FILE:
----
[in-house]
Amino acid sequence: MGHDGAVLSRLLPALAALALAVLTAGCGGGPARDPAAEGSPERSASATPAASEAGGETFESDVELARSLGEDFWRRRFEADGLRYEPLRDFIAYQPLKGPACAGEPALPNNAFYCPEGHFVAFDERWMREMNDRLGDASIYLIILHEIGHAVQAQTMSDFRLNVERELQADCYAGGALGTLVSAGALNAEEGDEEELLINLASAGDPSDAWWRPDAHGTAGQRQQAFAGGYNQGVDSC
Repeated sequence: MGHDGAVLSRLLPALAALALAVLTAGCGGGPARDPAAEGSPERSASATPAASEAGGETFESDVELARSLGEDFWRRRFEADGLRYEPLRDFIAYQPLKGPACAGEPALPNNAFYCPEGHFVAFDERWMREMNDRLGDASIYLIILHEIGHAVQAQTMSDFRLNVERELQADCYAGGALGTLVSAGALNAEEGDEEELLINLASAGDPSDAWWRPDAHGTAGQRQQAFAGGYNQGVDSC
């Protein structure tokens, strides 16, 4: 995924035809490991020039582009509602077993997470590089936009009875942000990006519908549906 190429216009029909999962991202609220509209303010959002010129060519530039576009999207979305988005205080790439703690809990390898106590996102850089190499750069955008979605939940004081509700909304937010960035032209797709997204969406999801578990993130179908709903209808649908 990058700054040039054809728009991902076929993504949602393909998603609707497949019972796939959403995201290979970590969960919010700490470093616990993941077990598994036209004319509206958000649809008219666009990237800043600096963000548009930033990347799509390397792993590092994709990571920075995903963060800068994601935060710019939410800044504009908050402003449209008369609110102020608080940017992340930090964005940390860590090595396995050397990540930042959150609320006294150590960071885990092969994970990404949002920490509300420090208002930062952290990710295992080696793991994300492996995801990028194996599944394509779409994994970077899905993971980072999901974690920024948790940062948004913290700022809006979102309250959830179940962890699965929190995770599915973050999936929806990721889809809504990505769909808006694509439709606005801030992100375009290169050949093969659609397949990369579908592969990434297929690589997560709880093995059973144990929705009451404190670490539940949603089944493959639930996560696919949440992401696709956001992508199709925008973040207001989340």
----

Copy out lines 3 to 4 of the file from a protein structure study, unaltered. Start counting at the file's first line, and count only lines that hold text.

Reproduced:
Repeated sequence: MGHDGAVLSRLLPALAALALAVLTAGCGGGPARDPAAEGSPERSASATPAASEAGGETFESDVELARSLGEDFWRRRFEADGLRYEPLRDFIAYQPLKGPACAGEPALPNNAFYCPEGHFVAFDERWMREMNDRLGDASIYLIILHEIGHAVQAQTMSDFRLNVERELQADCYAGGALGTLVSAGALNAEEGDEEELLINLASAGDPSDAWWRPDAHGTAGQRQQAFAGGYNQGVDSC
């Protein structure tokens, strides 16, 4: 995924035809490991020039582009509602077993997470590089936009009875942000990006519908549906 190429216009029909999962991202609220509209303010959002010129060519530039576009999207979305988005205080790439703690809990390898106590996102850089190499750069955008979605939940004081509700909304937010960035032209797709997204969406999801578990993130179908709903209808649908 990058700054040039054809728009991902076929993504949602393909998603609707497949019972796939959403995201290979970590969960919010700490470093616990993941077990598994036209004319509206958000649809008219666009990237800043600096963000548009930033990347799509390397792993590092994709990571920075995903963060800068994601935060710019939410800044504009908050402003449209008369609110102020608080940017992340930090964005940390860590090595396995050397990540930042959150609320006294150590960071885990092969994970990404949002920490509300420090208002930062952290990710295992080696793991994300492996995801990028194996599944394509779409994994970077899905993971980072999901974690920024948790940062948004913290700022809006979102309250959830179940962890699965929190995770599915973050999936929806990721889809809504990505769909808006694509439709606005801030992100375009290169050949093969659609397949990369579908592969990434297929690589997560709880093995059973144990929705009451404190670490539940949603089944493959639930996560696919949440992401696709956001992508199709925008973040207001989340």